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A theorist, organist, and conductor, Jeff Ostrowski holds his B.M. in Music Theory from the University of Kansas (2004), and did graduate work in Musicology. He serves as choirmaster for the new FSSP parish in Los Angeles, where he resides with his wife and children.
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The soul is distracted from that which is sung by a chant that is employed for the purpose of giving pleasure. But if the singer chant for the sake of devotion, he pays more attention to what he says, both because he lingers more thereon, and because, as Augustine remarks (Confess. x, 33), “each affection of our spirit, according to its variety, has its own appropriate measure in the voice, and singing, by some hidden correspondence wherewith it is stirred.” The same applies to the hearers, for even if some of them understand not what is sung, yet they understand why it is sung, namely, for God's glory: and this is enough to arouse their devotion.
— St. Thomas Aquinas

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How To Sing The Gregorian Alleluia
published 15 May 2014 by Jeff Ostrowski

510 Alleluia UTSIDE OF EASTERTIDE, the Alleluia is easy enough to sing. The “Alleluia” is sung, up until the asterisk. Then, the complete Alleluia is sung. The verse follows, and the “Alleluia” is repeated in its entirety.

This method creates something like this:

ALLELUIA (1/2)
ALLELUIA (complete)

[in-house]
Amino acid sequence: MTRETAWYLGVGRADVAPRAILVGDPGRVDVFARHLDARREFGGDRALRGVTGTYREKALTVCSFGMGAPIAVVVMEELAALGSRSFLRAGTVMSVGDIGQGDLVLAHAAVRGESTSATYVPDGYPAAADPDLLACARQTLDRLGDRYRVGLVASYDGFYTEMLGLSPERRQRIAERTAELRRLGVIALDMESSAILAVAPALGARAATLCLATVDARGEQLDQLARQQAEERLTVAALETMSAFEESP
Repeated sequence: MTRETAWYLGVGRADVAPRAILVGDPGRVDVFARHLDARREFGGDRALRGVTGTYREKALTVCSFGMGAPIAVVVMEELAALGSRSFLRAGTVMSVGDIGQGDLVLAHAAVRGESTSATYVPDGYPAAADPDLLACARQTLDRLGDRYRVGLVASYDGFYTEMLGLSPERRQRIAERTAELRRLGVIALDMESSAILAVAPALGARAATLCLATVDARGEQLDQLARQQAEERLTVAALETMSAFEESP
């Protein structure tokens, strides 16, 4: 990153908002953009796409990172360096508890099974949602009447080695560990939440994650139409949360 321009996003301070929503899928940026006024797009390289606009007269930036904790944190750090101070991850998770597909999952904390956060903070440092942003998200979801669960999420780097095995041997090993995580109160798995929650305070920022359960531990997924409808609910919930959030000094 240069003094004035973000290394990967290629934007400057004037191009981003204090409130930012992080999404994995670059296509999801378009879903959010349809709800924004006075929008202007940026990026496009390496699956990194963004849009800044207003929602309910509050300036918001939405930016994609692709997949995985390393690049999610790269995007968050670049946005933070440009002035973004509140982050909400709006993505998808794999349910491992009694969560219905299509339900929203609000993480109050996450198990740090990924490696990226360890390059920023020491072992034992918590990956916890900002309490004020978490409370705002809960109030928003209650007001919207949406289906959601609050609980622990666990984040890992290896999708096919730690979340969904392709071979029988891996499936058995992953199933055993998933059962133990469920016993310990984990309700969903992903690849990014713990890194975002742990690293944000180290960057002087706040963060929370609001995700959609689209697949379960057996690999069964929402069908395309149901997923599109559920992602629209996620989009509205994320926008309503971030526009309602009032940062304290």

— VERSE
ALLELUIA (complete)

By the way, this same method is also used for the very first week of Easter (confusing, no?).

* *  However, during Eastertide, the method changes, since there’s now a Lesser Alleluia and Greater Alleluia. During Eastertide, here is the method for the 1st Alleluia (sometimes called the “Lesser Alleluia”):

LESSER ALLELUIA: Alleluia is sung up until the asterisk. Then, the entire Alleluia is repeated. Then the verse is sung.

This method creates something like this:

ALLELUIA (1/2)
ALLELUIA (complete)
— VERSE

And, for the 2nd Alleluia (sometimes called the “Greater Alleluia”):

GREATER ALLELUIA: Alleluia is sung all the way through. The verse is sung. The Alleluia is sung all the way through.

This method creates something like this:

ALLELUIA (complete)
— VERSE
ALLELUIA (complete)

If you don’t think my explanation was clear, you can read Dom Johner or the Vatican Preface. However, some people get confused by these, as the wording is not totally clear.

Incidentally, after the Second Vatican Council, the method of singing the Alleluia was changed somewhat, but it is still allowed to use the traditional method.